The Bain Of Mitt Romney’s Existence (II)

Campaign Outsider Trademark News Trifecta™:

The hardreading staff has recently stumbled upon three noteworthy reports about the business background of Mitt Romney (R-GOP Hair Apparent).

#1: The Atlantic’s December piece headlined “Romney’s Business: The Republican Contender Touts His Business Experience – But Does It Really Matter?”

Chiller quote:

Some of Romney’s . . . ideas sound like the grand rhetoric of someone who doesn’t plan to be around when the chickens come home to roost. “Day One,” he promises, he’ll direct the Treasury Department to list China as a “currency manipulator” in its bi annual report—never mind that Day One, he won’t even have a secretary of the Treasury, and that doing this would risk a fearsome backlash from the country that holds about $1.1 trillion of our debt. “Repeal Obama Care” and “Repeal Dodd- Frank” account for two consecutive bullet points, which is like adding “Stamp out Ebola” and “Achieve world peace” to your weekend to-do list.


#2: WBUR’s report tagged “Romney’s Bain Years: Turnaround Specialist-In-Chief.”

Driller quote:

Romney’s operation at Bain Capital employed different strategies to make its acquisitions more profitable. It would sell peripheral business units and concentrate on the cash cows. It would close down operations that were losing money. Sometimes, that meant bringing in a new CEO to get things in order. Sometimes, it meant laying off people.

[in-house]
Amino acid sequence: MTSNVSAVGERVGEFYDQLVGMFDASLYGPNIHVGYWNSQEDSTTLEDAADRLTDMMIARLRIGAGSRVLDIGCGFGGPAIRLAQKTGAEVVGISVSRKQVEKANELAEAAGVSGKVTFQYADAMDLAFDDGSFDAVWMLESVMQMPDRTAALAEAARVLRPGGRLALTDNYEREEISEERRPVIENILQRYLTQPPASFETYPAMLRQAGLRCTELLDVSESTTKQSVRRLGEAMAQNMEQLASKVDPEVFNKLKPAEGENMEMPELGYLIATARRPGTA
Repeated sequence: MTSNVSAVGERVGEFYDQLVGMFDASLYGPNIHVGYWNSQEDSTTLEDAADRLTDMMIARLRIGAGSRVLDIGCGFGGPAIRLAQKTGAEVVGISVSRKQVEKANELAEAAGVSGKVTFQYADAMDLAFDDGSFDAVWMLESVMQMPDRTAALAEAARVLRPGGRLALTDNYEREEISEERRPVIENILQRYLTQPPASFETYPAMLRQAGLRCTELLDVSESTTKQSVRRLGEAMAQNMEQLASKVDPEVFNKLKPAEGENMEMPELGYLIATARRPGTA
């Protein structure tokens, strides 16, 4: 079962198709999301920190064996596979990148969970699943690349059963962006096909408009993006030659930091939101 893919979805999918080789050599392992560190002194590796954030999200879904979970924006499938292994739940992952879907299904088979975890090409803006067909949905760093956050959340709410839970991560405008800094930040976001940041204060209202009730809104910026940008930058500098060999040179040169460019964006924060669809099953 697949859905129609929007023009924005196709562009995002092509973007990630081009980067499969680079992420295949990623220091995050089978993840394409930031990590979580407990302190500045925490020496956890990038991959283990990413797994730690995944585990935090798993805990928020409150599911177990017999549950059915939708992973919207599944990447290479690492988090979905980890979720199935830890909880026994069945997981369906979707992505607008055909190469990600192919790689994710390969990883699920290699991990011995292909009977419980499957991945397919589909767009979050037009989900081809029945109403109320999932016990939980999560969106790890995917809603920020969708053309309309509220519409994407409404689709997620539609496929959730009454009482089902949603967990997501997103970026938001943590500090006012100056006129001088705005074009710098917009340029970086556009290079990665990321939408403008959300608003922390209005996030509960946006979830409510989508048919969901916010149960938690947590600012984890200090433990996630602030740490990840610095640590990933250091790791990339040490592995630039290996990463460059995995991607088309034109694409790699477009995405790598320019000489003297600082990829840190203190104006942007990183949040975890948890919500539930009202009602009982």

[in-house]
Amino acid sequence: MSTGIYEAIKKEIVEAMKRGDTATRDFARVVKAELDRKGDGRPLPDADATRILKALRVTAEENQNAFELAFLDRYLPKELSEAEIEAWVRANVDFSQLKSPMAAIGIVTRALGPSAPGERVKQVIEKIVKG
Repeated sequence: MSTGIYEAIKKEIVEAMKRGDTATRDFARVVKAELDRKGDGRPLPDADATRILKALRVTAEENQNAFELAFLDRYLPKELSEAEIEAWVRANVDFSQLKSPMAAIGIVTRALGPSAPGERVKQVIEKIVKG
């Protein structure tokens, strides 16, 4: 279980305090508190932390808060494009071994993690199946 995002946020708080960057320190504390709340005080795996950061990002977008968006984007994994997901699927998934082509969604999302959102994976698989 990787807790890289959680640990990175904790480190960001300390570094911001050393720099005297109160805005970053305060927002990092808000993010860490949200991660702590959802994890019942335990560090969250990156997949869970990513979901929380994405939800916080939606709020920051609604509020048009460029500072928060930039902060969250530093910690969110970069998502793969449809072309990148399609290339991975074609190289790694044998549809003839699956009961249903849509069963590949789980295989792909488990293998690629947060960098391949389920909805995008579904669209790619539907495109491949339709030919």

What was pragmatic in the business world hurt Romney’s political world. Workers pink-slipped at an Indiana paper plant came back to cost him his 1994 bid to be U.S. senator from Massachusetts.


#3: New York magazine’s feature headlined “The Romney Economy.”

Killer quote:

[W]hat separates Romney’s [health care] plan from Obama’s—and gives some clues about his potential presidency—is its almost-accidental origin. Romney did not begin with a philosophical quest to improve American health care. He began with the idea of himself as a problem solver and asked those around him for a problem that he might usefully solve. I remembered, when I was told this story, an anecdote I’d heard from a former political staffer of Romney’s. On even basic philosophical questions like abortion, the staffer said, Romney did not try to resolve the question in the abstract, as a matter of principle, and would consider instead various hypothetical cases—for instance, a late-term abortion—and build from them a politics. The line that Romney is a flip-flopper may vastly understate the depth of the condition.


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